We will touch lightly on the events of Jesus’ death and resurrection for this short study, but the full story should be read for proper context. The more comprehensive accounts can be found at: Matthew 26:14—28:15; Mark 14:10—Mark 16:18, Luke 22:3—24:12, John 13:36—20:10.

According to the book of Mark, Jesus was placed on the cross6 early in the day: “It was nine o’clock in the morning when they crucified him” (Mark 15:25). His death came mid-afternoon, just a few hours before the day ended: “At three o’clock Jesus cried out with a loud voice . . . Then Jesus gave a loud cry and breathed his last” (Mark 15:34 & 15:37).

The body of Jesus was taken down from the cross and placed in the tomb just prior to the beginning of the new day: “When evening had come, and since it was the day of Preparation, that is, the day before the sabbath . . . a respected member of the council . . . went boldly to Pilate and asked for the body of Jesus” (Mark 15:42–43).

“Then he took it down, wrapped it in a linen cloth, and laid it in a rock-hewn tomb where no one had ever been laid. It was the day of Preparation, and the sabbath was beginning. The women who had come with him from Galilee followed, and they saw the tomb and how his body was laid. Then they returned, and prepared spices and ointments. On the sabbath they rested according to the commandment” (Luke 23:53–56).

The Bible doesn’t mention the day or time of resurrection, but does mention the day that it was first realized Jesus had been raised. “But on the first day of the week, at early dawn, they came to the tomb, taking the spices that they had prepared. They found the stone rolled away from the tomb, but when they went in, they did not find the body” (Luke 24:1–3). We may conclude that this day must have been Sunday, because it was the ‘first day of the week’ for Jews, but remember that the first day of the week began the previous evening at 6:00 p.m.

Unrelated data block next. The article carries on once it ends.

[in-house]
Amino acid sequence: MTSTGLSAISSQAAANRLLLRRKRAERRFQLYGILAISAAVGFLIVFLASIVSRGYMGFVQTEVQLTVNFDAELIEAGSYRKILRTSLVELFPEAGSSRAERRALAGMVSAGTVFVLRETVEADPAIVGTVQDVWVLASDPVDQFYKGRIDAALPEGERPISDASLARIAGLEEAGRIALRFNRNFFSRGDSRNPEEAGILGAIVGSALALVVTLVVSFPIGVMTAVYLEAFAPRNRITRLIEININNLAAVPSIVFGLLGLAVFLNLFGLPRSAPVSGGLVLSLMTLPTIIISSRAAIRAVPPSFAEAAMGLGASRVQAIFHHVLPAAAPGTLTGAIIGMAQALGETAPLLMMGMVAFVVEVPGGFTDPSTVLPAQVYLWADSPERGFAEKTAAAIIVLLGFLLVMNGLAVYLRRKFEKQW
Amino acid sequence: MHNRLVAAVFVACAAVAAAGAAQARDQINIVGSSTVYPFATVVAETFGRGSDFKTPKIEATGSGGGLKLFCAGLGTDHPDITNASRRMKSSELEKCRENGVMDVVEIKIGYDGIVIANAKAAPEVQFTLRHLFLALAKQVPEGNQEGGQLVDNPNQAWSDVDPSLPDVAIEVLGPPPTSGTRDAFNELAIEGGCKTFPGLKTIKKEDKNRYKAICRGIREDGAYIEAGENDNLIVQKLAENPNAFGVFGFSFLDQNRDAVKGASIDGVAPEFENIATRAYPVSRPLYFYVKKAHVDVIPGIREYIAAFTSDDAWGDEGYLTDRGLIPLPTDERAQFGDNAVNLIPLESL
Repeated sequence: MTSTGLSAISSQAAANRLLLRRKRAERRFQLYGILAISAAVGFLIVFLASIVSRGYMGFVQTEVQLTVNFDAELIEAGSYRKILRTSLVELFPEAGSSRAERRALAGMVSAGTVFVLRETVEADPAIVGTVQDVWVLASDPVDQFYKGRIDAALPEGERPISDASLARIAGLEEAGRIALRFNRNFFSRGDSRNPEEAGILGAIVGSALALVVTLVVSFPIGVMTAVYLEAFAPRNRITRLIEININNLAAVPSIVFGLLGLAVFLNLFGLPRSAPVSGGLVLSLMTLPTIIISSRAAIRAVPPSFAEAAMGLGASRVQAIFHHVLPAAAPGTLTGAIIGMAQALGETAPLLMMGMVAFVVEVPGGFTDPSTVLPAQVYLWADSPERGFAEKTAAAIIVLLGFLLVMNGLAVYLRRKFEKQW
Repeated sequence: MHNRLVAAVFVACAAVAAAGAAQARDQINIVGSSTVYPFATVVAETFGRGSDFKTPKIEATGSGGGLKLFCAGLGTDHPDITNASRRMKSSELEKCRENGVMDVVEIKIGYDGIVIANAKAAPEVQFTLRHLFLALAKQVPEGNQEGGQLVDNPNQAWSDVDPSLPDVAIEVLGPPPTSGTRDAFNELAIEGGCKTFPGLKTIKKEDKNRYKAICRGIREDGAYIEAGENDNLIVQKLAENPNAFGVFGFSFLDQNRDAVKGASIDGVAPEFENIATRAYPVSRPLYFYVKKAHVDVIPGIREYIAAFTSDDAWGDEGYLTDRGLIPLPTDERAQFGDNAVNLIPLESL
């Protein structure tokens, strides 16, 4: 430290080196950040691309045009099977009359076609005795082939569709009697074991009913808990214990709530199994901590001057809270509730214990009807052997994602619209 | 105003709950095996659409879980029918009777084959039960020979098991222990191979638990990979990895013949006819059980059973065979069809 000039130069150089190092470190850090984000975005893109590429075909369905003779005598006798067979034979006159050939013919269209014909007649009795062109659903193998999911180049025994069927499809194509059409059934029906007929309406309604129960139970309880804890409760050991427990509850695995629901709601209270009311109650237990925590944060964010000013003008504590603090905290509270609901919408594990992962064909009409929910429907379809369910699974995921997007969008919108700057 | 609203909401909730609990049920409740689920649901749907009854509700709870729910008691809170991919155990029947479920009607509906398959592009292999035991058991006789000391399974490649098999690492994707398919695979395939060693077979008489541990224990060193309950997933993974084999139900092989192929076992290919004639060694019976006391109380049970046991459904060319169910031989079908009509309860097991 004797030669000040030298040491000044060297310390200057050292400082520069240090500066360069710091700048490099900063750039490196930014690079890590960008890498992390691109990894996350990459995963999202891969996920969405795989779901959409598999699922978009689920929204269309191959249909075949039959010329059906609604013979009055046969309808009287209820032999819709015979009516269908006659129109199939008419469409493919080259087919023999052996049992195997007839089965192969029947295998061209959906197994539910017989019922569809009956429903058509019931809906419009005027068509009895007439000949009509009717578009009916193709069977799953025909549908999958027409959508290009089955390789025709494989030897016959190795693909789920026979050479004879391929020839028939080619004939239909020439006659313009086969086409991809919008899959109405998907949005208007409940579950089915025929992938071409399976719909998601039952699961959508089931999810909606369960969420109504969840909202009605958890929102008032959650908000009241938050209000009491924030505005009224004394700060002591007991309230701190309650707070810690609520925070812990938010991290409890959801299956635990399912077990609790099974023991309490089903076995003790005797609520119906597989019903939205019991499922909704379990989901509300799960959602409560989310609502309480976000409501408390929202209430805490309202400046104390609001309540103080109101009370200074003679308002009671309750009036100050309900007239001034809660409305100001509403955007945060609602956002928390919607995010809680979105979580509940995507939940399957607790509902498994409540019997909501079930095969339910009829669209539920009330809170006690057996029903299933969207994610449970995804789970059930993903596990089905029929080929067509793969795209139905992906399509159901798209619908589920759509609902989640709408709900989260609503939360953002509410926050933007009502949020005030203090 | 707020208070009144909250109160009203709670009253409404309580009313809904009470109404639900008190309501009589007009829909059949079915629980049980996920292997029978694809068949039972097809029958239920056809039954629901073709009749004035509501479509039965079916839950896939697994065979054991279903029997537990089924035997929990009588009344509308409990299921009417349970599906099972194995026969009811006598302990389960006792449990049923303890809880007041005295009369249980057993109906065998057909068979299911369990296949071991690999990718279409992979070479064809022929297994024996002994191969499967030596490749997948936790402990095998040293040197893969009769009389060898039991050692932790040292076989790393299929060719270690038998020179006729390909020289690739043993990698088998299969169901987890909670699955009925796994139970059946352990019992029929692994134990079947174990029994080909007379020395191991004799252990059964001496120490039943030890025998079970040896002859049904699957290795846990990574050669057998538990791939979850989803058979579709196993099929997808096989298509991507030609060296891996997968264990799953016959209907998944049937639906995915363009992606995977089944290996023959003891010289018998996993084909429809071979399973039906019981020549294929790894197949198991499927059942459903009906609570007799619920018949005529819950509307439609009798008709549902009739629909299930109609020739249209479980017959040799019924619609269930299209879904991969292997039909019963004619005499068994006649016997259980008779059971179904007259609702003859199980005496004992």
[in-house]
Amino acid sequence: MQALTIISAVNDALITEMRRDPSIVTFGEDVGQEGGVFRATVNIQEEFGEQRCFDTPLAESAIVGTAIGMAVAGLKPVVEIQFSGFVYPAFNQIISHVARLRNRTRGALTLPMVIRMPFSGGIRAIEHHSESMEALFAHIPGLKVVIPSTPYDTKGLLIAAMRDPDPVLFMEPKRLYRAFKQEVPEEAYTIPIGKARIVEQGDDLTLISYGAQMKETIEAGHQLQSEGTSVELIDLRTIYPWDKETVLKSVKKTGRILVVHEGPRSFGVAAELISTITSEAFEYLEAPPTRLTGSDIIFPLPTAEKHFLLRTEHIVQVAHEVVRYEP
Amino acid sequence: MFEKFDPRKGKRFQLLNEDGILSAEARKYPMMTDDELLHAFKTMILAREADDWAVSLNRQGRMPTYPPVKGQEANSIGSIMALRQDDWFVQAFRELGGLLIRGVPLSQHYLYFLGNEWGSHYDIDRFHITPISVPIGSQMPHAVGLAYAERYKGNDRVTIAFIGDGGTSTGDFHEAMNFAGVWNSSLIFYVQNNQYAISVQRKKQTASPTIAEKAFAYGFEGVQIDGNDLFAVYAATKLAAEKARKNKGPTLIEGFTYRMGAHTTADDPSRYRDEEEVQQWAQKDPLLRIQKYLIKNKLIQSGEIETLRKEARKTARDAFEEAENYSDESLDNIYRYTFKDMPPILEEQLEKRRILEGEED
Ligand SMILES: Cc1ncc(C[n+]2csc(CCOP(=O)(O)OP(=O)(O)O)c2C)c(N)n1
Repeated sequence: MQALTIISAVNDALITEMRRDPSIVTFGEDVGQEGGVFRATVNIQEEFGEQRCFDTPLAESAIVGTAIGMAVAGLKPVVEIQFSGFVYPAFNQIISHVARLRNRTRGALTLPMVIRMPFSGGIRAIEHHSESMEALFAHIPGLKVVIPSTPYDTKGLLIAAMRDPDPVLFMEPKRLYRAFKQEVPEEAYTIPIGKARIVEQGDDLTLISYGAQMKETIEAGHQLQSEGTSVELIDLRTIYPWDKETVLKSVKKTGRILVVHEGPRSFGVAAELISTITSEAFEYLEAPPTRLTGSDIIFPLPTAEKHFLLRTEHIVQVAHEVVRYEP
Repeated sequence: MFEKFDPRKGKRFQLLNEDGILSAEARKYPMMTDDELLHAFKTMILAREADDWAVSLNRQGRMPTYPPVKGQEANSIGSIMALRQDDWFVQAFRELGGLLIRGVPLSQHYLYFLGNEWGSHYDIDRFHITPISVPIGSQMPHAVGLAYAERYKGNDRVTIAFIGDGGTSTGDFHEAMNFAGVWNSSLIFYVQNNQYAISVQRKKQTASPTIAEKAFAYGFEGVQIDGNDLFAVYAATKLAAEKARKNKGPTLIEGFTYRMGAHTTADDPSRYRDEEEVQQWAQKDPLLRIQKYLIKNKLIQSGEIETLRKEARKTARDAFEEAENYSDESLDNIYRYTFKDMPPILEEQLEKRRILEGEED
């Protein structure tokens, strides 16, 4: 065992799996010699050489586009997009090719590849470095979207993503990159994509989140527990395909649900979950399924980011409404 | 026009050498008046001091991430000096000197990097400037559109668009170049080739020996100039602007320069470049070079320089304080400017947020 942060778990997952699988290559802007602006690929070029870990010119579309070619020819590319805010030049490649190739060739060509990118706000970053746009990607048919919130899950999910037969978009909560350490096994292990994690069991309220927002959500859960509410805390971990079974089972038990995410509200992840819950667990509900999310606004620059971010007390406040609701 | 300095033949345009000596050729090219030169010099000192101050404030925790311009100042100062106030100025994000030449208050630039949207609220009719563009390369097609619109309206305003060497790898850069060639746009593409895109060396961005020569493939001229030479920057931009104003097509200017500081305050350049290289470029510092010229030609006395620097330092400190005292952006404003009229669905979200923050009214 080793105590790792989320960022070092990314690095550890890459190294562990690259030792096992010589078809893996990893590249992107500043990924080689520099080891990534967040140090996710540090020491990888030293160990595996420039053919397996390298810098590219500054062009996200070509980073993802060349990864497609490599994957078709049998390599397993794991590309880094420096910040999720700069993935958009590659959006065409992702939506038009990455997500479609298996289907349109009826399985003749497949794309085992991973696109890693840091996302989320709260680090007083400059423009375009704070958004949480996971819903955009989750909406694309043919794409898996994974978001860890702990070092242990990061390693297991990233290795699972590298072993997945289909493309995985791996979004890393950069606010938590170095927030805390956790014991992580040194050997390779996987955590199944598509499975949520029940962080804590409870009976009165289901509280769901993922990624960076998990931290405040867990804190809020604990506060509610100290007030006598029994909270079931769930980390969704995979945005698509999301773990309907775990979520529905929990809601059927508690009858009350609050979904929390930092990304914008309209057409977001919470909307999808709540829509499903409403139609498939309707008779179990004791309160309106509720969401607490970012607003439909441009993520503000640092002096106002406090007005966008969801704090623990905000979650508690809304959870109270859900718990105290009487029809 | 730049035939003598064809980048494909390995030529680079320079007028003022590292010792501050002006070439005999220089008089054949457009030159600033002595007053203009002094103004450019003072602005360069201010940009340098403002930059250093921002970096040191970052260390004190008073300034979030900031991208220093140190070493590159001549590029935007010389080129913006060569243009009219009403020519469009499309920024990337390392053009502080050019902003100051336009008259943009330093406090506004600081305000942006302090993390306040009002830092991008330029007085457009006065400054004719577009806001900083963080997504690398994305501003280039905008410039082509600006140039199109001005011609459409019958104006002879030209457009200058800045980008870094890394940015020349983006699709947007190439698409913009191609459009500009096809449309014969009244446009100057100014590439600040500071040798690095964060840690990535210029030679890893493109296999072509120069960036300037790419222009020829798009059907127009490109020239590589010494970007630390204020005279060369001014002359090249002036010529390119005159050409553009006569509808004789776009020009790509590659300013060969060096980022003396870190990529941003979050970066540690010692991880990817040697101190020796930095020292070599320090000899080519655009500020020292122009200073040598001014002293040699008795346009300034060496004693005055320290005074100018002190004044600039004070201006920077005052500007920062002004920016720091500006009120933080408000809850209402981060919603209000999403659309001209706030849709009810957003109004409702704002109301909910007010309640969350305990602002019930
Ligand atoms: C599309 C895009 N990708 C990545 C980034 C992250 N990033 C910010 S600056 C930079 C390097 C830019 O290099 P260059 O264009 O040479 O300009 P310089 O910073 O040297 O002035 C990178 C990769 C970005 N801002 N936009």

Is there is a problem here?

Using the above scripture, Jesus was placed in the tomb the day before the Sabbath (day of rest), and then on the first day of the week (Sunday) he was found missing from the tomb. Isn’t the Sabbath a Saturday? So, does that prove he was in the grave for only one day and a half?

No! If you are a Jew, you will understand, if a Christian, then probably not. There were two Sabbaths that week, because it was also the time of Passover. The Feast of Unleavened Bread, which was celebrated over a seven-day period, had its own Sabbath day. At the time of Jesus’ death, the high Sabbath of Passover (or of Unleavened Bread) was Thursday, and should not to be confused with the regular weekly Sabbath on Saturday.

Although the Jewish calendar varies from our secular calendar, at the time Jesus died7 this is how the events unfolded. On Wednesday evening (after sundown Tuesday), Jesus ate his Last Supper8 (Matthew 26:17-19; Luke 26:1-20). Later that evening, he was captured, then brought to Pilate (Matthew 27:1-2) and was crucified in the morning (still on Wednesday). He died later in the afternoon (still on Wednesday). To keep his dead body from remaining upon the cross on a sabbath day, it had to be removed (John 19:31) without delay (still on Wednesday).9 Jesus was then placed in a tomb prior to sundown. All this happened during one single 24-hour day, the Hebrew’s Wednesday (sundown Tuesday to sundown Wednesday—remember, evening before morning); Thursday was Passover day (beginning at sundown Wednesday).


Okay, let’s get this straight. Jesus was laid in the tomb and remained there for three days and three nights: (1) Thursday (sundown Wed. to sundown Thurs.), (2) Friday (sundown Thurs. to sundown Fri.), and (3) Saturday (sundown Fri. to sundown Sat.). He was resurrected sometime after sundown Saturday (the new Sunday night) and early Sunday morning when the women arrived to apply the spices and ointments, but found his body missing.